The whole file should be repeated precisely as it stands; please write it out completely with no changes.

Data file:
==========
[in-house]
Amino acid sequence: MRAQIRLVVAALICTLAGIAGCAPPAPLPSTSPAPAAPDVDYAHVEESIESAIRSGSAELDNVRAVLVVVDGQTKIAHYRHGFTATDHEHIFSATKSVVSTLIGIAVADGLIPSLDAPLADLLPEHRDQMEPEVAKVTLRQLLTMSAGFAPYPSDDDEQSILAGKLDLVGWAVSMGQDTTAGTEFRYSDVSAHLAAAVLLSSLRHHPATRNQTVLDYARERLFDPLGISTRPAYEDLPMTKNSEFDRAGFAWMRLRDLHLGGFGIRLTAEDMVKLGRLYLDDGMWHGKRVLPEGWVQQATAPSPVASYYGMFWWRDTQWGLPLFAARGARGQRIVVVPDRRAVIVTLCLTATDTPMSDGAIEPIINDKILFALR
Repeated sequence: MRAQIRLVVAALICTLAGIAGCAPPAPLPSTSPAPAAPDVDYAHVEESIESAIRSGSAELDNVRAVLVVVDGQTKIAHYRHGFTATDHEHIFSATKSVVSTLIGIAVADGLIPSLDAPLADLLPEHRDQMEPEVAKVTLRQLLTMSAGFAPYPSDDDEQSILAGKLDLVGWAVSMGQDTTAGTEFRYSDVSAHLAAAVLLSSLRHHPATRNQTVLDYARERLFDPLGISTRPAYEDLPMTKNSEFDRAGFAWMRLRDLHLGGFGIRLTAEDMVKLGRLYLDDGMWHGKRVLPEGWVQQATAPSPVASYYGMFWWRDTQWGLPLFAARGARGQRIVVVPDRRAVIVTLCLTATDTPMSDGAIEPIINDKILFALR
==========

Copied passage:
[in-house]
Amino acid sequence: MRAQIRLVVAALICTLAGIAGCAPPAPLPSTSPAPAAPDVDYAHVEESIESAIRSGSAELDNVRAVLVVVDGQTKIAHYRHGFTATDHEHIFSATKSVVSTLIGIAVADGLIPSLDAPLADLLPEHRDQMEPEVAKVTLRQLLTMSAGFAPYPSDDDEQSILAGKLDLVGWAVSMGQDTTAGTEFRYSDVSAHLAAAVLLSSLRHHPATRNQTVLDYARERLFDPLGISTRPAYEDLPMTKNSEFDRAGFAWMRLRDLHLGGFGIRLTAEDMVKLGRLYLDDGMWHGKRVLPEGWVQQATAPSPVASYYGMFWWRDTQWGLPLFAARGARGQRIVVVPDRRAVIVTLCLTATDTPMSDGAIEPIINDKILFALR
Repeated sequence: MRAQIRLVVAALICTLAGIAGCAPPAPLPSTSPAPAAPDVDYAHVEESIESAIRSGSAELDNVRAVLVVVDGQTKIAHYRHGFTATDHEHIFSATKSVVSTLIGIAVADGLIPSLDAPLADLLPEHRDQMEPEVAKVTLRQLLTMSAGFAPYPSDDDEQSILAGKLDLVGWAVSMGQDTTAGTEFRYSDVSAHLAAAVLLSSLRHHPATRNQTVLDYARERLFDPLGISTRPAYEDLPMTKNSEFDRAGFAWMRLRDLHLGGFGIRLTAEDMVKLGRLYLDDGMWHGKRVLPEGWVQQATAPSPVASYYGMFWWRDTQWGLPLFAARGARGQRIVVVPDRRAVIVTLCLTATDTPMSDGAIEPIINDKILFALR